Oil-related exchange traded funds maintained their momentum, with crude oil futures hitting a seven-year high on Tuesday as geopolitical tensions added to supply uncertainty.
On Tuesday, the United States Oil Fund (NYSEArca: USO), which tracks West Texas Intermediate crude oil futures, and the United States Brent Oil Fund (NYSEArca: BNO), which tracks Brent crude oil futures, were up 1.6% and 1.7% higher, respectively. WTI crude oil futures were up 2.4% to $85.9 per barrel, and Brent crude gained 1.6% to $87.9 per barrel.
Crude oil prices hit their highest level since 2014 as traders weighed on risks of supply disruptions in the Middle East, Reuters reports. Supply concerns were elevated this week after Yemen’s Houthi group attacked the United Arab Emirates.
After a drone and missile strike that destroyed fuel trucks and killed three people, the Houthi movement warned of targeting facilities. Meanwhile, the UAE said it reserved the right to “respond to these terrorist attacks.”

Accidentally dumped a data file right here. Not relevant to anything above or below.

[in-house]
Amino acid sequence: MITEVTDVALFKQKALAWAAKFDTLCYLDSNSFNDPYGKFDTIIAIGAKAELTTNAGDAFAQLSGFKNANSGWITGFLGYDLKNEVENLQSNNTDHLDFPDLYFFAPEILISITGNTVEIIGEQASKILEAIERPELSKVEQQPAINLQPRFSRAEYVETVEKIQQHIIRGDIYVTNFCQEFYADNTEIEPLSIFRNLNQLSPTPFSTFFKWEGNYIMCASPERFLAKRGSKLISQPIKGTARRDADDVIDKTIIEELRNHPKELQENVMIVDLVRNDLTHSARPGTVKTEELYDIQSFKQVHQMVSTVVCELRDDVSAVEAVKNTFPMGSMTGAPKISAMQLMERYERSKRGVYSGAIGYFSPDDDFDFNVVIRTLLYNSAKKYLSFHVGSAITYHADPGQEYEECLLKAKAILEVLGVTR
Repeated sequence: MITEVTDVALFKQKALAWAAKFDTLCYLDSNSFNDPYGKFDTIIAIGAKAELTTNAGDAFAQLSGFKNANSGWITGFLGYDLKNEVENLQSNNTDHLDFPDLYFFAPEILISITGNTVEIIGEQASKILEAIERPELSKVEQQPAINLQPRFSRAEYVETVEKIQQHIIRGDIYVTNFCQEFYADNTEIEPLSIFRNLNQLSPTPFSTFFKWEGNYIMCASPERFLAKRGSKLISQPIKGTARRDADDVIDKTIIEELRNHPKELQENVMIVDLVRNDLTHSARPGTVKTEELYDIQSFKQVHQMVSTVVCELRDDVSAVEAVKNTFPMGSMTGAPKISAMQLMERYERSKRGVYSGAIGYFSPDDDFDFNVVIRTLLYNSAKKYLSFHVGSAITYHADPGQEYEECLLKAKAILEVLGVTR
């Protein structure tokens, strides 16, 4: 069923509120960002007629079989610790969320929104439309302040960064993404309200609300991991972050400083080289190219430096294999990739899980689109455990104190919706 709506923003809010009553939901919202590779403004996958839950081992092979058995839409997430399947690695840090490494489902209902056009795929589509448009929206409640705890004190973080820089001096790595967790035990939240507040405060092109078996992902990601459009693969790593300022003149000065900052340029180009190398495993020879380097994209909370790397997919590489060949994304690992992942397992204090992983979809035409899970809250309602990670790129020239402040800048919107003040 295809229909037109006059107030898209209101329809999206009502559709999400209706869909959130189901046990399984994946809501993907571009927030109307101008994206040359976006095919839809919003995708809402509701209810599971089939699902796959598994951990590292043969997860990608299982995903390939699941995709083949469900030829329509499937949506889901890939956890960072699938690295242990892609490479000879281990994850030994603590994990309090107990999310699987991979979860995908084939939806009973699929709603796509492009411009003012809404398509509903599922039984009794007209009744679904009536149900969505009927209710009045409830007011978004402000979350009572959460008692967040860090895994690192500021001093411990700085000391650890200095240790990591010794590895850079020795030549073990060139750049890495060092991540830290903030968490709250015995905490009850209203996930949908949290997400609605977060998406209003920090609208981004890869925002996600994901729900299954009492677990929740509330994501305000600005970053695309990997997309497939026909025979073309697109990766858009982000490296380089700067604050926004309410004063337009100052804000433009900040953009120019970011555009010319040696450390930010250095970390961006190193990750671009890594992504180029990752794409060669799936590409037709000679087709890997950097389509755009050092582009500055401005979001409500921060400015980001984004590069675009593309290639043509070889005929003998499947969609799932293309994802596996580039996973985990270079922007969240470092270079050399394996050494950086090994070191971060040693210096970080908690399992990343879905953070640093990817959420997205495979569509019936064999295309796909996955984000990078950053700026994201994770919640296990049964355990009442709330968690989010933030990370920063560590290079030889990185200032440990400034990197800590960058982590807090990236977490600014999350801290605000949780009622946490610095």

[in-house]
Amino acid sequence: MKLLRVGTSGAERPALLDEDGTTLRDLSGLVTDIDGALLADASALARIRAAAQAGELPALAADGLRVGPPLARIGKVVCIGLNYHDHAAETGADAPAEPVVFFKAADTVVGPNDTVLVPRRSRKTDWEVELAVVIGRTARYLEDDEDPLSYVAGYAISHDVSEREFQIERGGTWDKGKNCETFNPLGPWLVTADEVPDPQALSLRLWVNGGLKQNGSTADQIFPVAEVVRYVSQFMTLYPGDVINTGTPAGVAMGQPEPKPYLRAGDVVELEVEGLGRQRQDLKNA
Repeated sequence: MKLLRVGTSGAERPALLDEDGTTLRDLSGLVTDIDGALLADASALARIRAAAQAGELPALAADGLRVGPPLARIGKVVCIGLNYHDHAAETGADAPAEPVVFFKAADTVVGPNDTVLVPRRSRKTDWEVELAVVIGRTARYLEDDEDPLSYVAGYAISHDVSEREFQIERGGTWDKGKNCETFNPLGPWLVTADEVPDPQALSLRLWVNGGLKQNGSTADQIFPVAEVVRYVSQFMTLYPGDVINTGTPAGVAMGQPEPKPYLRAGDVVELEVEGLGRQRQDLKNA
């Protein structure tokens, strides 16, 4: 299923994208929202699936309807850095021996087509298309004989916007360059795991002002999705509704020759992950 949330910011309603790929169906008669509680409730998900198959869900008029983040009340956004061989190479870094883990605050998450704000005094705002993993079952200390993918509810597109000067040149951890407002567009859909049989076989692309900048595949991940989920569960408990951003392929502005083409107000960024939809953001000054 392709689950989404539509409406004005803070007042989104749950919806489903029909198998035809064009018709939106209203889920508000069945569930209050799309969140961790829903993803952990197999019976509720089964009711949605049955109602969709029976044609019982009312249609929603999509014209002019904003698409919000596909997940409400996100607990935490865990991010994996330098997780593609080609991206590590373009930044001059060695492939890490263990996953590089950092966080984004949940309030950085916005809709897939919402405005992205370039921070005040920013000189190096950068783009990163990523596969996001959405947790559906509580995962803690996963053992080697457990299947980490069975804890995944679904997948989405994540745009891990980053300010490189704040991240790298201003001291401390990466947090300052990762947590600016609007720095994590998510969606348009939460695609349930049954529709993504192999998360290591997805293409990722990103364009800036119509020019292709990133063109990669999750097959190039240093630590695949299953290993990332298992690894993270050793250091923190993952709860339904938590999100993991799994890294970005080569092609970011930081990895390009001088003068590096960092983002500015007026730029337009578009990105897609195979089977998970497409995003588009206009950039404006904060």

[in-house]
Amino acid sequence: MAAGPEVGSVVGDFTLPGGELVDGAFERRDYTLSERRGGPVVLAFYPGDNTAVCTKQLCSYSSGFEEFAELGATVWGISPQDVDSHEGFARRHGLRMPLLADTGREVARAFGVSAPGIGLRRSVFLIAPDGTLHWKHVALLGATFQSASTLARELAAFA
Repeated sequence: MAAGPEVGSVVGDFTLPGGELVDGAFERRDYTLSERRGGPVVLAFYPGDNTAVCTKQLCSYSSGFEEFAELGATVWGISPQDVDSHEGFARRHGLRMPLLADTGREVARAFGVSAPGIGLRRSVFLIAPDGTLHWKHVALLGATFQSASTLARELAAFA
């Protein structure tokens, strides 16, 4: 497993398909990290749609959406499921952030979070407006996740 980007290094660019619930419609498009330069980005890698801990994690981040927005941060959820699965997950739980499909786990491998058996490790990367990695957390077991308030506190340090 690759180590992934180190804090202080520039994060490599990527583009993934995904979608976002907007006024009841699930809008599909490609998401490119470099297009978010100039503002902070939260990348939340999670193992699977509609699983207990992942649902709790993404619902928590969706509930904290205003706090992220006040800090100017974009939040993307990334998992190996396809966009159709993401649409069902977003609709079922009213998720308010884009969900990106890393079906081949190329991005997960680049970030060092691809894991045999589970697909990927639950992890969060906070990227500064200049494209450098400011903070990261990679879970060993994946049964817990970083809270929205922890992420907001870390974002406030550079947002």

“The damage to the UAE oil facilities in Abu Dhabi is not significant in itself, but it raises the question of even more supply disruptions in the region in 2022,” Rystad Energy’s senior oil markets analyst Louise Dickson told Reuters.
“The attack raises the geopolitical risk in the region and may signal the Iran-U.S. nuclear deal is off the table for the foreseeable future, meaning Iranian oil barrels are off the market, boosting demand for similar grade crude originating elsewhere,” Dickson added.
The attacks have escalated hostilities between the Iran-aligned Houthi group and a Saudi Arabian-led coalition.
Increased tensions between Ukraine and OPEC+ member Russia have further added to risks in the global supply outlook.
The ongoing geopolitical price premiums come as some producers within the Organization of the Petroleum Exporting Countries struggle to meet allowed capacities under the OPEC+ agreement with Russia and allies to further pump out 400,000 barrels per day each month.
Meanwhile, on the demand side, the initial fears of a dent in global demand due to a wave of infections from the COVID-19 Omicron variant never panned out. In a recent report, OPEC forecasted that the world would consume 100.8 million barrels of oil per day this year, or up 4.2 million barrels a day from 2021, the Wall Street Journal reports.
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